To date, 12 bottlenose dolphins, 162 sea turtles and 35 birds have been found oiled, and most have died, with the exception of four birds that have been cleaned and released and six that are still being cared for. But wildlife scientists said Tuesday that we may never know about most of the marine mammal and bird deaths from this massive oil spill because many species spend their entire lives out at sea. Rowan Gould, acting director of the U.S. Fish and Wildlife Service, told reporters on a teleconference, "What concerns us most is what we can't see, the birds and animals that spend their lives offshore. Millions of birds migrate thru these marshes, some spend most of their lives at sea, and they are foraging in the spill area right now."
In the USA some of the blame is pointing at us, it is BRITISH petroleum. BP owns the well that continues to spill crude; Swiss company Transocean owned and operated the Deepwater Horizon drilling platform; Halliburton performed cementing work on the well; and Houston-based Cameron International Corp. manufactured the blowout preventer. A 2001 report by the blowout preventer's owner, Transocean, showed up to 260 possible failings in the device!
Some discussion has broken out about gas flares. Why, they ask, is so much energy being burned for no useful purpose?
The flares primary purpose is to act as a safety device to protect vessels or pipes from over-pressuring due to unplanned upsets. This acts just like the spout on a tea kettle when it starts whistling as the water in it starts boiling. Whenever plant equipment items are over-pressured, the pressure relief valves on the equipment automatically releases gases (and sometimes liquids as well) which are routed through large piping runs calledflare headers to the flare stacks. The released gases and/or liquids are burned as they exit the flare stacks. The size and brightness of the resulting flame depends upon how much flammable material was released. Steam can be injected into the flame to reduce the formation of black smoke. In order to keep the flare system functional, a small amount of gas is continuously burned, like a pilot light, so that the system is always ready for its primary purpose as an over-pressure safety system.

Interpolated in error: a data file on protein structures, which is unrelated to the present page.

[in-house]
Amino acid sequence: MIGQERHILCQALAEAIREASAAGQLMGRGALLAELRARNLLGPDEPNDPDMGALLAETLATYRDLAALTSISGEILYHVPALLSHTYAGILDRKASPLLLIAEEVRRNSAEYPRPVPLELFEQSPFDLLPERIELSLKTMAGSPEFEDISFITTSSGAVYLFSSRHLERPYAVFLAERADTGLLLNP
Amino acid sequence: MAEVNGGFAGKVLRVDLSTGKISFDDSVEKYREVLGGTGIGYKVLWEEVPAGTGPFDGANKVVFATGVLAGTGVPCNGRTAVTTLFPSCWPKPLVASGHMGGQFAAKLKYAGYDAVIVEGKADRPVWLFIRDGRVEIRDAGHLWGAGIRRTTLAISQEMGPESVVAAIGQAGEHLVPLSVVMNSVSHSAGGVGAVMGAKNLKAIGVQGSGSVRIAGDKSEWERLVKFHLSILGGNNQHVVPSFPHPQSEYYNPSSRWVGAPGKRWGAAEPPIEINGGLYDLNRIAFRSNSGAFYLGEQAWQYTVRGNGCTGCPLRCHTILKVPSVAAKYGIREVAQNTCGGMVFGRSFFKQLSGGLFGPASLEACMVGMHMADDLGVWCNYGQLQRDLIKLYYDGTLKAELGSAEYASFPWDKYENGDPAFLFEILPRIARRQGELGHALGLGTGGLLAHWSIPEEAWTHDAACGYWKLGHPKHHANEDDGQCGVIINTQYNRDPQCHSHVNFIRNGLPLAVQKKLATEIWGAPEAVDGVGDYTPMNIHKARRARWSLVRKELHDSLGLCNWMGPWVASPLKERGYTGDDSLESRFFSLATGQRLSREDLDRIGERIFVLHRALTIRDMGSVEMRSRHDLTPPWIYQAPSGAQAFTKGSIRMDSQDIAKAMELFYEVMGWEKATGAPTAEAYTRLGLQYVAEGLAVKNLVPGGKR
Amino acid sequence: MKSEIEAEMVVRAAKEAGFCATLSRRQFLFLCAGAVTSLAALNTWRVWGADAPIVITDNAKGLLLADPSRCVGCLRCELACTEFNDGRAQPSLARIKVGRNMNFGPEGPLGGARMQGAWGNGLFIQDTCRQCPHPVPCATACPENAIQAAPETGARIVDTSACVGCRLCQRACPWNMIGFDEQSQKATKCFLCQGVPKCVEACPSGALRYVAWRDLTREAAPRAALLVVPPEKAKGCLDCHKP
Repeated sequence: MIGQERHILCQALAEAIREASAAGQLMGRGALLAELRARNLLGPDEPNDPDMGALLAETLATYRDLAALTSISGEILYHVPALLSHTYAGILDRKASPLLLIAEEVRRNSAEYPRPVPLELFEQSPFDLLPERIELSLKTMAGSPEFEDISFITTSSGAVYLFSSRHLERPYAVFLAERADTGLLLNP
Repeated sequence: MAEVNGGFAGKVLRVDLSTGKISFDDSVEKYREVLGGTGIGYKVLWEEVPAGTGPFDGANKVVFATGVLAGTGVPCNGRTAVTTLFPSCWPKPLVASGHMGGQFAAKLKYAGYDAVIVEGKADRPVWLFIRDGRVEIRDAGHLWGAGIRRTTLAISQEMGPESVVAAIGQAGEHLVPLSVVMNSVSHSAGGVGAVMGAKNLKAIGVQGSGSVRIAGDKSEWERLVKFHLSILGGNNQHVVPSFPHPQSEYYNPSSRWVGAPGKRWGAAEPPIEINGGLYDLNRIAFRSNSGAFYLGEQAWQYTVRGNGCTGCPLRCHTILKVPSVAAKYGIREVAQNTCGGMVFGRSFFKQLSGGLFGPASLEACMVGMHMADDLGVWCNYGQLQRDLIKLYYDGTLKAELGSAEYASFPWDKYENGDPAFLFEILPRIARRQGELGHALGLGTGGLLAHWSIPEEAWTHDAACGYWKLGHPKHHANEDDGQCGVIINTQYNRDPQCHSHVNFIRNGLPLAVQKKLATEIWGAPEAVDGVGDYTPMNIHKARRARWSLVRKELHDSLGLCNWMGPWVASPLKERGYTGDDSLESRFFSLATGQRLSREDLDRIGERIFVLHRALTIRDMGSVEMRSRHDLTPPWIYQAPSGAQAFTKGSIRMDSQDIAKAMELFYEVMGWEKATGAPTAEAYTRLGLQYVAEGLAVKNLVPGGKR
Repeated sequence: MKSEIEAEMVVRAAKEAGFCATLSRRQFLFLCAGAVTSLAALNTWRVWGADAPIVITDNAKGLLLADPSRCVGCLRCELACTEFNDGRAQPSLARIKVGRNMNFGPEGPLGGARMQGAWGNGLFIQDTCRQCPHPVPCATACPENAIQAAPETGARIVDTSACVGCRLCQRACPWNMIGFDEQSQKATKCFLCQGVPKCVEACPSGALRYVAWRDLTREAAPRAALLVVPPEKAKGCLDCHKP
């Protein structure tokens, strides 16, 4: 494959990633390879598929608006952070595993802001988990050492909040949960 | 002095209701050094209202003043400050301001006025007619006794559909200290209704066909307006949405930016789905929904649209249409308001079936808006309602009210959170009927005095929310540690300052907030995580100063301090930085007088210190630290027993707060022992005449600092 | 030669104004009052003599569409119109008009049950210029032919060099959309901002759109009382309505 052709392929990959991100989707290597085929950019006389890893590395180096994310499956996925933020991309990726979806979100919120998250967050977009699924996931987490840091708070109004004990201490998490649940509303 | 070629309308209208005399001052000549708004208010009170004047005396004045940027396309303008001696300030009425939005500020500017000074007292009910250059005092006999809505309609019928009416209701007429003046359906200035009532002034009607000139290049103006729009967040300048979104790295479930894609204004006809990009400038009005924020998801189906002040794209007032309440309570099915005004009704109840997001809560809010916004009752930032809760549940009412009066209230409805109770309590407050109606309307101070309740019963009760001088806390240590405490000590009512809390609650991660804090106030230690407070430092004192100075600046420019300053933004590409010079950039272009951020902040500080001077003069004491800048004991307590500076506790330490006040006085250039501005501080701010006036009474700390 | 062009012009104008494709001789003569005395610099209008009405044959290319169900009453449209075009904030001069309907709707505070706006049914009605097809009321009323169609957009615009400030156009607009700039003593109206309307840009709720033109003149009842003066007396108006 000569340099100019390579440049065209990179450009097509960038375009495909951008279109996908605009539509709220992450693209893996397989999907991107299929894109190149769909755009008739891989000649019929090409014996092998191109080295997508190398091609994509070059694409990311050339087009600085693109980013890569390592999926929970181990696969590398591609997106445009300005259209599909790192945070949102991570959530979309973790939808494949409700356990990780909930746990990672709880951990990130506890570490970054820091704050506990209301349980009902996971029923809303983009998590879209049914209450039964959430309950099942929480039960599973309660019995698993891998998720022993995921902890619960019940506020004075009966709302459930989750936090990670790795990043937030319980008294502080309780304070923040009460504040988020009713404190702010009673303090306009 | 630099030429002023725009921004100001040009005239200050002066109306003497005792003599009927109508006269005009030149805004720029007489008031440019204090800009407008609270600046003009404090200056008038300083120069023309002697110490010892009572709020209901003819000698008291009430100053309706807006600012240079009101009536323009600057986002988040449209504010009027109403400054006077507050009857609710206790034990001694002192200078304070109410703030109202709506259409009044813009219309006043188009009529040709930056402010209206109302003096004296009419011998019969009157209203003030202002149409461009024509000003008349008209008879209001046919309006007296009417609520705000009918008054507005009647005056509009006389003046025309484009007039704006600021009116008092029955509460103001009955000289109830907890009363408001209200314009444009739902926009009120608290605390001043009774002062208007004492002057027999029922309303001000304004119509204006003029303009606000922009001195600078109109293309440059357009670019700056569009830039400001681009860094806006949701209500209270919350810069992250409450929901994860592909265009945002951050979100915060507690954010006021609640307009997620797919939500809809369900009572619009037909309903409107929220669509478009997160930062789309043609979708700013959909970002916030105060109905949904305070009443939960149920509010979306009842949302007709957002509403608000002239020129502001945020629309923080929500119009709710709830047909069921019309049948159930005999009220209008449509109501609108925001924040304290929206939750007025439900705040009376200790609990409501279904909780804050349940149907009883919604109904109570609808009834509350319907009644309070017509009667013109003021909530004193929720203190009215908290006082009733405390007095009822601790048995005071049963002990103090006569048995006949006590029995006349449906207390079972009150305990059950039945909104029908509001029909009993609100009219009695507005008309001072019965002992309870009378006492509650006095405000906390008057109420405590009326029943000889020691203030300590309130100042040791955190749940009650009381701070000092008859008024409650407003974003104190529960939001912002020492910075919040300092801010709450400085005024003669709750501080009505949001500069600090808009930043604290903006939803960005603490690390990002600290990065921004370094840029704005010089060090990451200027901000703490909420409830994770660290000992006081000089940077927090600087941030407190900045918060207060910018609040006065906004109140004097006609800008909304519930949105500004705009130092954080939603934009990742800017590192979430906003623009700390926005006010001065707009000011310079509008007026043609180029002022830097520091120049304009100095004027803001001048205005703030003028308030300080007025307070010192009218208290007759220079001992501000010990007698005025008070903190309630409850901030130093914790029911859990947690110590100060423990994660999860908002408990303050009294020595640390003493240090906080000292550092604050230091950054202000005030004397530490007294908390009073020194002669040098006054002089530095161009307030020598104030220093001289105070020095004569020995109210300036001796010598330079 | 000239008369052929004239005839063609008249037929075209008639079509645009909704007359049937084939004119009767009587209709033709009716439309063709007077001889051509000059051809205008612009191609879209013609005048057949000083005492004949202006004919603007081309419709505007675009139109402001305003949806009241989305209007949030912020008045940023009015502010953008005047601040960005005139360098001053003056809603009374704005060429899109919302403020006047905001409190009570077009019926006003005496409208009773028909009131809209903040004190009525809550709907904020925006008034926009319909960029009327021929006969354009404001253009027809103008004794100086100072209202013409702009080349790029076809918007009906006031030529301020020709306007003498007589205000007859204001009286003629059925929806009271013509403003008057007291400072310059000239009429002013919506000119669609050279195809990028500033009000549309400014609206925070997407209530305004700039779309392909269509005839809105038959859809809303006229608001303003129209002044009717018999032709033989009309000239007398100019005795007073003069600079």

While it may have been true that some flares have been used to burn flammable "waste" gases or by-products that are not economical to retain, the industry is moving to flare-gas recovery systems to decrease waste and reduce emissions.
Flaring and venting of natural gas in oil wells is a significant source of greenhouse gas emissions. Its contribution to greenhouse gases has declined by three-quarters in absolute terms since a peak in the 1970s of approximately 110 million metric tons/year and now accounts for about 1/2 of one percent of all anthropogenic carbon dioxide emissions. The World Bank estimates that 100 billion cubic meters of natural gas are flared or vented annually, an amount equivalent to the combined annual gas consumption of Germany and France, twice the annual gas consumption of Africa, three quarters of Russian gas exports, or enough to supply the entire world with gas for 20 days. This flaring is highly concentrated: 10 countries account for 75% of emissions, and twenty for 90%. The largest flaring operations occur in the Niger Delta region of Nigeria. The leading contributors to gas flaring are (in declining order): Nigeria, Russia, Iran, Algeria, Mexico, Venezuela, Indonesia, and the United States.
Instead of relying on such dangerous sources, we should be investing in renewables. Wind, solar, tidal are all good examples, we have the technology, lets have some leadership ConDems. There is a danger the investment will go to nuclear power, but that isnt renewable. Future generations will see us as having used millions of years worth of fossil fuels in a century, polluting the planet. We owe it to them, invest in renewables now.